- Publisher: Random House Childrens Books (April 1, 1989)
- ASIN: B001IATC2S
- Product Dimensions: 7.4 x 5.1 x 0.6 inches
- Shipping Weight: 4.8 ounces
- Average Customer Review: 4.5 out of 5 stars See all reviews (1,466 customer reviews)
- Amazon Best Sellers Rank: #2,958,910 in Books (See Top 100 in Books)
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Island of the Blue Dolphins Paperback – April 1, 1989
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Top Customer Reviews
Libraries are good for borrowing books, but some books should be on the shelf of any young reader. Scott O'Dell's magnificent "Island of the Blue Dolphins" is just that. Save your librarian some grief and buy a copy.
"The Island of the Blue Dolphins" is not the story of a foolish young girl who missed the boat when the island was being evacuated. Far from it. Karana was on the boat. Her playful little brother, Ramo, wasn't. He was only 6 years old and could never survive alone. She jumped off and headed to shore to save him. The boat left.
Every little girl or boy has been alone, frightened without a clear way of finding his or her way home. Often, the problem is fixed by turning the next corner, finding out it is the same neighborhood it has always been. In the case of "The Island of the Blue Dolphins," Karana's home never changes. Everyone she knows and loves, however, leaves.
For 18 years Karana took care of herself, and she grows from a preteen child into a woman just entering her 30s. This is that story, filled with adventures similar to "Robinson Crusoe," another true story set to fiction. Fans of "Swiss Family Robinson," will likewise enjoy this.
Karana's ingenuity to survive is surpassed by her tenacity and hope. Weathering hard circumstances, such wild dogs, storms and the constant need to find fresh food and good water. She uses what she learned from her parents and other villagers before the left, and what she learns by trial an error.Read more ›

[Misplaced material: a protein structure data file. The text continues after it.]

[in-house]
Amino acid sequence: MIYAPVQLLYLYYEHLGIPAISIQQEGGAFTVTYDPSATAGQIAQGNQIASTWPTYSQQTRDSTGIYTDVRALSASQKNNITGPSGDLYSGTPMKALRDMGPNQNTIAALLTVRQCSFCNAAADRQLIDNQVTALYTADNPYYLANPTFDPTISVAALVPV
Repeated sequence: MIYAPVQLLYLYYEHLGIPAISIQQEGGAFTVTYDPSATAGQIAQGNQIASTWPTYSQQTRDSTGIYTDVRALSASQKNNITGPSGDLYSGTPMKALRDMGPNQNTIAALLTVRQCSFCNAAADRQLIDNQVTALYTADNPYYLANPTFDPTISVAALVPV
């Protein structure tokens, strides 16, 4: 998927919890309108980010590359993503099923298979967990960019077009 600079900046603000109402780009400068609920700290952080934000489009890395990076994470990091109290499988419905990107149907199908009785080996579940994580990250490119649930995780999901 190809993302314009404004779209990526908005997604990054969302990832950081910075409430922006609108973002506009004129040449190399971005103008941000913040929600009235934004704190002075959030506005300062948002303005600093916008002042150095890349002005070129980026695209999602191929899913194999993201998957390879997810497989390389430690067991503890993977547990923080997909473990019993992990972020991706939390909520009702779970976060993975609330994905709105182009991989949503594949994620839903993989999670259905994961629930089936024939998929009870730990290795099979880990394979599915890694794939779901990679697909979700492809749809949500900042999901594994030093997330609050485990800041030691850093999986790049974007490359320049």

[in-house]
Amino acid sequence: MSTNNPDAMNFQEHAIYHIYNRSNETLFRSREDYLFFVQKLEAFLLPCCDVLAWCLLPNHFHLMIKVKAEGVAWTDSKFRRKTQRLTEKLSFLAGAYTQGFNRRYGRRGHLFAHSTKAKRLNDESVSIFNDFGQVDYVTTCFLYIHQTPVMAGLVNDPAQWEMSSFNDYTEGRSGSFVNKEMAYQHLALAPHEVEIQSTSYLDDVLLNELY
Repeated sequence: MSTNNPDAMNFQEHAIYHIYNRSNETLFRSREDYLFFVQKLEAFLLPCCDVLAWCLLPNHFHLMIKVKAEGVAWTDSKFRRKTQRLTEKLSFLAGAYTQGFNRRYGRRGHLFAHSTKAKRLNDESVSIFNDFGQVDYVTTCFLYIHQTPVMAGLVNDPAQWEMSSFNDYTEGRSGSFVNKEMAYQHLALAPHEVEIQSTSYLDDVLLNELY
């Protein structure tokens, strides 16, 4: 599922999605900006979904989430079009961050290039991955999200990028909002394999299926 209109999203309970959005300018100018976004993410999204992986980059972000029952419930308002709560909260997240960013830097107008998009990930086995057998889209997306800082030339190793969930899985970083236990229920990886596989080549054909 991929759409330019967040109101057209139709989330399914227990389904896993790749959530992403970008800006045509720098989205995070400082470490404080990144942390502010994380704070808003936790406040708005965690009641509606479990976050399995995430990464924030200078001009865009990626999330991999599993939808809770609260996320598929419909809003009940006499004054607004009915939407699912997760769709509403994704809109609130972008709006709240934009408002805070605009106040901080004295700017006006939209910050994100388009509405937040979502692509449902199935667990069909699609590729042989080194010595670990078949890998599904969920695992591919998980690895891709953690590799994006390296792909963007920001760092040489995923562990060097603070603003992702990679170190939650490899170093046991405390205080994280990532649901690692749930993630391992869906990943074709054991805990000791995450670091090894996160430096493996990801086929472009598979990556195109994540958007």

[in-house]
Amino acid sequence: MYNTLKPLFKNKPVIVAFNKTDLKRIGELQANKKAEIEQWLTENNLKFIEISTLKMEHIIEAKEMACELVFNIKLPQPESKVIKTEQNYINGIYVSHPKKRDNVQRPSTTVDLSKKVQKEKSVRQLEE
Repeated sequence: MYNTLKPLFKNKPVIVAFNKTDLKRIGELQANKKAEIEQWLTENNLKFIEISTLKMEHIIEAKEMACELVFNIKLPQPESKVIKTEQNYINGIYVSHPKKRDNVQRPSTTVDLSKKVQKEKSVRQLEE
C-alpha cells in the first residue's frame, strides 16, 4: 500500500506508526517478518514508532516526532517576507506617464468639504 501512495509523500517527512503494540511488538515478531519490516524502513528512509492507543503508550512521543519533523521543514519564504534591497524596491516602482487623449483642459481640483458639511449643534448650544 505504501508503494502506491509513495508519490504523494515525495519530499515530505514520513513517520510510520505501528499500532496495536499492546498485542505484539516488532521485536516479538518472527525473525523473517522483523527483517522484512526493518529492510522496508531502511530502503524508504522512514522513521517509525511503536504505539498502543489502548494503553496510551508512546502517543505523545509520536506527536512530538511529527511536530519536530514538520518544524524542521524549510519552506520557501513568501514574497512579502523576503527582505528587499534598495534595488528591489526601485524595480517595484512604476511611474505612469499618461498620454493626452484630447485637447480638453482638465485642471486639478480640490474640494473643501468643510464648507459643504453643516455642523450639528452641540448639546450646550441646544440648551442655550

What is known is that in 1853 a lone woman was "rescued" from San Nicolas Island off the coast of California. The rest of her tribe had been evacuated eighteen years before, but no one who spoke her language remained after those years had passed. Thus she could tell no one her story, save the little she communicated to a priest with gestures, and she became ill and died after a few weeks.
From this bit of history Scott O'Dell imagines a life for her. It is, of course, fiction, and certainly doesn't match her real life. But he thoughtfully explores a couple of challenging topics: What happens when cultures meet and compete over resources? And how can a stranded adolescent learn to survive alone and to grow up with nothing but memories of her people and culture to guide her? It is a very touching story of loss, learning, and self-recreation. Some parts of the story I remembered these forty-some years later, and many parts I did not. But I was glad to again make my acquaintance with this book.
The writing is leisurely but engaging. It may be too slowly paced for many children today, who have grown up with frenetic action, short attention span entertainment. But surely there must still be those more contemplative young souls who will warm to this wonderful book.